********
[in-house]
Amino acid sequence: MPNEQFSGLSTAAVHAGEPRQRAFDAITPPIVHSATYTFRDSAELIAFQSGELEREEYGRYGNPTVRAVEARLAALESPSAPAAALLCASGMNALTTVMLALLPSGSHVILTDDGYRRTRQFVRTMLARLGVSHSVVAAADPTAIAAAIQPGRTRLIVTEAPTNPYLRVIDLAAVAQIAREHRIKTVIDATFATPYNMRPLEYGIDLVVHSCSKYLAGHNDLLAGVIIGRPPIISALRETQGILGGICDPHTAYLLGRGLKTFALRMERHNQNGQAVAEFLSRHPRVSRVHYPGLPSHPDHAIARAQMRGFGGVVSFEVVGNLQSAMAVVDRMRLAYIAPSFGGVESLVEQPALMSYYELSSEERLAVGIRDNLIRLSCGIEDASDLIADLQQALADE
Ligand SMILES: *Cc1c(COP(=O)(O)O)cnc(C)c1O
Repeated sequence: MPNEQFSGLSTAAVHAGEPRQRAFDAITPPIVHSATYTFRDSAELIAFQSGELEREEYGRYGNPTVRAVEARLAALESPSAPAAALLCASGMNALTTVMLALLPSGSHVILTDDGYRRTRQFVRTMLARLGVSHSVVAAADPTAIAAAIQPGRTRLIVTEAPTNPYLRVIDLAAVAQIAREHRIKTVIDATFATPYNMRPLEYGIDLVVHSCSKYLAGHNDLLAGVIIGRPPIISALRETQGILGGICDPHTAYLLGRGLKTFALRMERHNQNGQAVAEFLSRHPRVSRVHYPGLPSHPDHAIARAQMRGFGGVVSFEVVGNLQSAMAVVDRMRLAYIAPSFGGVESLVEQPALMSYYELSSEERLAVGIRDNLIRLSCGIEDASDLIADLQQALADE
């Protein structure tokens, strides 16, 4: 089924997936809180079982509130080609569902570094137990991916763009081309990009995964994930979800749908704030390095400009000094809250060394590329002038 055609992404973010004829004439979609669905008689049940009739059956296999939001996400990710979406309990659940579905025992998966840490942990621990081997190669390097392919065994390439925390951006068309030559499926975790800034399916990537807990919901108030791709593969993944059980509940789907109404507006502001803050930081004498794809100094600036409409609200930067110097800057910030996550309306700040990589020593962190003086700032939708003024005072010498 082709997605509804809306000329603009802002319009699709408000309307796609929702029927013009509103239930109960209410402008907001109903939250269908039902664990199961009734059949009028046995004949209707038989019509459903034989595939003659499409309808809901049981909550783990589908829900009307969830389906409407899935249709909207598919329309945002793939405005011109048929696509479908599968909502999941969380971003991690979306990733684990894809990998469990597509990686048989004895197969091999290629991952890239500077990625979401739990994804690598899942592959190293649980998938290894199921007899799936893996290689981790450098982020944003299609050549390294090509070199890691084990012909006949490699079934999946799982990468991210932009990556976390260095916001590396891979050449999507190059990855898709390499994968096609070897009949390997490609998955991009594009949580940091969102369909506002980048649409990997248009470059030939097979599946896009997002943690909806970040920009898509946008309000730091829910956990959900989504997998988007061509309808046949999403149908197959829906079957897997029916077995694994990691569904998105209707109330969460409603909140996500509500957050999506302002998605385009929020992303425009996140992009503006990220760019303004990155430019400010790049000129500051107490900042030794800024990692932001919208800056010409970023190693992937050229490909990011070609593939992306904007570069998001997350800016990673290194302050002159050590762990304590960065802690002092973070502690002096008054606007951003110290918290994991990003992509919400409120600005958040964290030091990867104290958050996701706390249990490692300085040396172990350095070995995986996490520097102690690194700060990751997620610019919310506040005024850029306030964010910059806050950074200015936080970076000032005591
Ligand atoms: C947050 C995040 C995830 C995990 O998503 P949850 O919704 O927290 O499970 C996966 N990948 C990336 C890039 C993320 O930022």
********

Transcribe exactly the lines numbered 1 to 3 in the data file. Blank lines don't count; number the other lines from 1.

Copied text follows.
[in-house]
Amino acid sequence: MPNEQFSGLSTAAVHAGEPRQRAFDAITPPIVHSATYTFRDSAELIAFQSGELEREEYGRYGNPTVRAVEARLAALESPSAPAAALLCASGMNALTTVMLALLPSGSHVILTDDGYRRTRQFVRTMLARLGVSHSVVAAADPTAIAAAIQPGRTRLIVTEAPTNPYLRVIDLAAVAQIAREHRIKTVIDATFATPYNMRPLEYGIDLVVHSCSKYLAGHNDLLAGVIIGRPPIISALRETQGILGGICDPHTAYLLGRGLKTFALRMERHNQNGQAVAEFLSRHPRVSRVHYPGLPSHPDHAIARAQMRGFGGVVSFEVVGNLQSAMAVVDRMRLAYIAPSFGGVESLVEQPALMSYYELSSEERLAVGIRDNLIRLSCGIEDASDLIADLQQALADE
Ligand SMILES: *Cc1c(COP(=O)(O)O)cnc(C)c1O